Coronavirus vaccine hopes inflate bubble

The initial set of anti-Covid-19 shots might bring their creators between $10bln and $30bln in sales, Morgan Stanley estimates

  
A laboratory technician is seen at the Inselspital Universitaetsspital Bern university hospital during researches for a vaccine against the coronavirus disease (COVID-19) in Bern, Switzerland April 22, 2020. Image used for illustrative purpose.

A laboratory technician is seen at the Inselspital Universitaetsspital Bern university hospital during researches for a vaccine against the coronavirus disease (COVID-19) in Bern, Switzerland April 22, 2020. Image used for illustrative purpose.

REUTERS/Arnd Wiegmann

(The author is a Reuters Breakingviews columnist. The opinions expressed are his own.)

NEW YORK  - Every person on the planet will be a winner if a good vaccine against the coronavirus emerges, but not every company seeking one will. Over a dozen listed biotechnology groups are trying. The market capitalization of five of them is up over eightfold, adding more than $50 billion of value since January. That’s excessive even if they capture the entire potential benefit. And with over 150 competing efforts, according to the World Health Organization, it's looking like a bubble.

The initial set of anti-Covid-19 shots might bring their creators between $10 billion and $30 billion in sales, Morgan Stanley estimates. The wide range reflects variables like different governments' ability to demand discounts, how many people get shots in developing countries, and so on. Assume $15 billion, given the likely political pressure on pricing. Apply a net margin of 20%, about par for big pharmaceutical companies, and that’s a one-time profit of $3 billion.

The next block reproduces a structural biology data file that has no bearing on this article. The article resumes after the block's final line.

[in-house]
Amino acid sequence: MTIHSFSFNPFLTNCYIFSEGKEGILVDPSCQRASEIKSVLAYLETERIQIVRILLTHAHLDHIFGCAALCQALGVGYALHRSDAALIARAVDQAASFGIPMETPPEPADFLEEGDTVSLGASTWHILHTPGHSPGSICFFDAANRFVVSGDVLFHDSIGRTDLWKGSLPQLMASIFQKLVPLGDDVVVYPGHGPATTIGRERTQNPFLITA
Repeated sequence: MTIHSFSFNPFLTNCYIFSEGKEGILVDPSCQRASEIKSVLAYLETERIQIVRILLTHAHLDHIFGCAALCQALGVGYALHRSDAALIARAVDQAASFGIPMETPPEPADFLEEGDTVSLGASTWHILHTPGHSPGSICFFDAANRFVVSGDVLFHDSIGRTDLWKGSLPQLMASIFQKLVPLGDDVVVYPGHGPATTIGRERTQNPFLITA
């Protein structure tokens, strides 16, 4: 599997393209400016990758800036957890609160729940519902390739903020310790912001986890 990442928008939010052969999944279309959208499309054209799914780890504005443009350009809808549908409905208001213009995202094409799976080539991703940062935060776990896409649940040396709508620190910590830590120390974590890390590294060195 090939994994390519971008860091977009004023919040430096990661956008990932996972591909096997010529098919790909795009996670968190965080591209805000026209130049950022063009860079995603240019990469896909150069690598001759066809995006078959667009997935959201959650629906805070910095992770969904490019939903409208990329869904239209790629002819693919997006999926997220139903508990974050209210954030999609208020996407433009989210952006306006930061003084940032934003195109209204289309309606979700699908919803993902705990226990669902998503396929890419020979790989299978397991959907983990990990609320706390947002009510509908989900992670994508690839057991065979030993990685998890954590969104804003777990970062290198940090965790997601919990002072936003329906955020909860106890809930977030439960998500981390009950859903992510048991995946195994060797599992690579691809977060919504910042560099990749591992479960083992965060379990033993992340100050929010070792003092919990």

Sales will continue after that: Immunity may wear off, and newborns will need shots. Ongoing revenue could be somewhere between $2 billion and $25 billion annually, per Morgan Stanley. The lower end is more likely. Immunity to other coronaviruses can last years. Moreover, it’s unlikely producers could raise prices much once a vaccine becomes a standard health requirement. Assume that boils down to $4 billion a year. As a gut check, the vaccine market as a whole is worth something over $35 billion a year, Bernstein reckons. It's reasonable that Covid-19, by then just one preventable disease among many, might account for around 10% of that figure.

Big pharmaceutical companies like Pfizer and Merck dominate the vaccine market. On average, they are valued at less than 5 times estimated revenue over the next 12 months, according to Refinitiv data. That suggests the ongoing coronavirus vaccine sales could be worth some $20 billion in present value terms, and under $25 billion adding the initial profit bump.

Yet Moderna, Vir Biotechnology, BioNTech, CanSino Biologics and Novavax – just a sample of the contenders – have seen their combined market capitalization rise more than eightfold since January, adding a combined $50 billion or so in value. Each set of shareholders may be gambling on their firm being the sole winner – or being snapped up by a bigger suitor. More likely, investors are lunging for every shred of hope they see.

CONTEXT NEWS

- Early data on three potential vaccines against the coronavirus that causes Covid-19 were released on July 20.

- AstraZeneca and Oxford University’s modified cold virus induced an immune response in all study participants who received two doses. Chinese firm CanSino Biologics, using a similar strategy, also showed immune responses in most recipients. Both studies, published in the Lancet, also demonstrated acceptable safety.

- German biotech BioNTech and Pfizer said recipients of their vaccine, which uses messenger RNA, produced neutralizing antibodies to the virus after two doses.

(The author is a Reuters Breakingviews columnist. The opinions expressed are his own.)

(Editing by Richard Beales and Amanda Gomez) ((robert.cyran@thomsonreuters.com; Reuters Messaging: robert.cyran.thomsonreuters.com@reuters.net))

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